New college campus on track for next year

Space urgently required by university, which reached capacity and now needs funding for fit-outs.

New grounds for learning at RAK Women's College.
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RAS AL KHAIMAH // Students at Ras Al Khaimah Women's College will have a new Dh100 million campus in use next year.

The new block will add 53 classrooms and laboratories to the existing 75 and is due to be ready for the start of the academic year in September.

The existing campus, built 18 years ago, will remain in use, along with the temporary classrooms that surround it.

"We're at capacity now and we must expand," said Dr Bob Moulton, the director of the college.

The campus was funded by Emirates Real Estate Corporation on the orders of Sheikh Mohammed Bin Rashid, the Vice President.

The college, part of the Higher Colleges of Technology (HCT), now needs to secure funds to furnish and equip the new block.

"We will need around Dh30 million to Dh40 million to fit the campus out," said Jiju Philip, the facilities co-ordinator. "Every classroom will have smartboards and an AV [audio-visual] projector."

But Mr Philip said the project, which began in June last year, was well on track.

Designed by Dewan architects, the 1,500-capacity campus will offer students many more facilities, including a sports centre, a larger library, a cafe and a 600-seat lecture theatre that will be shared with the men's campus.

"Even the classes and offices will be bigger," said Mr Philip.

The women's college offers four degrees, in IT, teaching, business and creative media.

It is more than twice the size of the RAK Men's College, which has 600 students.

"We really need the space now so we'll keep some of the programmes at the old campus and have some at the new," said Dr Moulton.

It is not the only women's institution needing expansion. Zayed University's Dubai campus is also at capacity but must first find the funding to expand.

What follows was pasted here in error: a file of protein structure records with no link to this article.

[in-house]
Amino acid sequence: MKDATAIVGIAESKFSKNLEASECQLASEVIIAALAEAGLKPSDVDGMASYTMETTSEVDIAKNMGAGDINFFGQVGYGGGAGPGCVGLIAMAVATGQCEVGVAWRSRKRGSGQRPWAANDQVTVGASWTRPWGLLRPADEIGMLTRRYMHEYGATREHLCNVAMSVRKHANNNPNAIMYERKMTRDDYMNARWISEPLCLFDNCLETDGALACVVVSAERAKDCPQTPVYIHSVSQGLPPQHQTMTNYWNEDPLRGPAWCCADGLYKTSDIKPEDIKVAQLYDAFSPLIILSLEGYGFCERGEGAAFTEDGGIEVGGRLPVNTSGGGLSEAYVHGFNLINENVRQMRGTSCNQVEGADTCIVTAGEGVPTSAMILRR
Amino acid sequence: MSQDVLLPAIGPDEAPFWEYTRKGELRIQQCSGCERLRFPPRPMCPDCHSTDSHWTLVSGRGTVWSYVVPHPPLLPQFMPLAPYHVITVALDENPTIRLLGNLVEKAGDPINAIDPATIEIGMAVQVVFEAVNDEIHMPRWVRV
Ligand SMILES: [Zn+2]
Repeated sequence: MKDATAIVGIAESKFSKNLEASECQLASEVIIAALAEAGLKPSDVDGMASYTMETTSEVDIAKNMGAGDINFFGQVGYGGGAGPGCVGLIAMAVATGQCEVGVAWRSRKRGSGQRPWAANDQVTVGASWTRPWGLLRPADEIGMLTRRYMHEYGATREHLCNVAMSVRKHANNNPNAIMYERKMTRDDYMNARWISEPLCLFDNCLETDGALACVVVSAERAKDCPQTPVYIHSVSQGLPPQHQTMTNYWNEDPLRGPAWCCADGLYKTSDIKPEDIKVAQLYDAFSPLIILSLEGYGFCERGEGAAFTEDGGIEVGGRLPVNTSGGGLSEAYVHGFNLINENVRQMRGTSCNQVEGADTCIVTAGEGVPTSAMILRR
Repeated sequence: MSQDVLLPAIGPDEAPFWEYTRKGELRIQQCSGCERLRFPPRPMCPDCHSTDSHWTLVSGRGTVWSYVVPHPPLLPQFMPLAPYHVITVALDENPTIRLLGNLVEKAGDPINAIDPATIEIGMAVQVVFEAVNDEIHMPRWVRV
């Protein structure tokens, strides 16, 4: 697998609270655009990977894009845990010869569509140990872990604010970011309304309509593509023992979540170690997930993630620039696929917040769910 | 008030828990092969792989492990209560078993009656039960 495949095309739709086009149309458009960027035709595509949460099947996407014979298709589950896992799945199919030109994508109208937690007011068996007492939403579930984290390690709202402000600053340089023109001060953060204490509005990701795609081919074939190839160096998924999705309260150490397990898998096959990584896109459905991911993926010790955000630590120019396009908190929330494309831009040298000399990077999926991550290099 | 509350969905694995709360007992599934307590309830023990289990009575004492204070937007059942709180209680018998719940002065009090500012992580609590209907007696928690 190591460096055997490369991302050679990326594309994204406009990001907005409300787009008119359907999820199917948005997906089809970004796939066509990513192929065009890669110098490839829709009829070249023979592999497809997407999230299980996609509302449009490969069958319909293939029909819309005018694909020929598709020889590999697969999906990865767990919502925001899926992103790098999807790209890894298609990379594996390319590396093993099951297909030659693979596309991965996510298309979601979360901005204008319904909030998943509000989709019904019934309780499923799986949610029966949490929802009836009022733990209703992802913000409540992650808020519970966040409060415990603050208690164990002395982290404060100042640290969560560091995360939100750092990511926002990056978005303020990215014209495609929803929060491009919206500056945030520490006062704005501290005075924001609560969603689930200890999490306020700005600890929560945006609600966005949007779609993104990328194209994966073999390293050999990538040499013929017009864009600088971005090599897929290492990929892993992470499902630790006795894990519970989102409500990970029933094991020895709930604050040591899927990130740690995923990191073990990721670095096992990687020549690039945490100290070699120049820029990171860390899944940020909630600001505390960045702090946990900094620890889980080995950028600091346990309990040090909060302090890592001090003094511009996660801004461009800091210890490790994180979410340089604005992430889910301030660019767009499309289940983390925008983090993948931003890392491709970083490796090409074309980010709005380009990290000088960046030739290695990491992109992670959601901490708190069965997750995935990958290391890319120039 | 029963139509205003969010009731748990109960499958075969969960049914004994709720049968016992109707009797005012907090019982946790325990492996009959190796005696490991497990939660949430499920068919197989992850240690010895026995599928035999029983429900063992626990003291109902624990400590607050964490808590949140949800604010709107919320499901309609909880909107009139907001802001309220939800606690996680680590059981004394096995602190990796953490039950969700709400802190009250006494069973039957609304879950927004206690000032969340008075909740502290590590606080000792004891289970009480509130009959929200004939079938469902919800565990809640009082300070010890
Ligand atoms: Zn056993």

It has the land to build the long overdue men's campus but not the money, and with 3,300 women and 400 men it may have no choice next year but to cut admissions.

Amal Al Qassimi, the supervisor of student services at RAK HCT, says the increase in numbers reflects women's growing demands for education in the emirate.

"The girls are aware of the growing need to get qualified and the importance of that in getting a good career," Mrs Al Qassimi said.

"There is increasing pressure on them to get jobs to help support their families and for this, they need to get educated." In the 15 years she has been working in women's colleges in the UAE, much has changed, she said. When she started, not all girls' families wanted them to go to college.

"In the past a career wasn't culturally accepted but now many families need the financial support," Mrs Al Qassimi said. "Also, more of the mothers are educated now and they relate an education with careers."

The need for an extra campus, she said, demonstrated RAK HCT's continuing importance.

"It's an important community to serve," Mrs Al Qassimi said.

"With the new facilities, like [those for] sports and leisure activities, the girls will have a much better quality of life on campus when they're in their free periods."

This article has been corrected since original publication. The amount required to fit out the campus is Dh30 million to Dh40 million, not Dh30,000 to Dh40,000 as The National was originally told.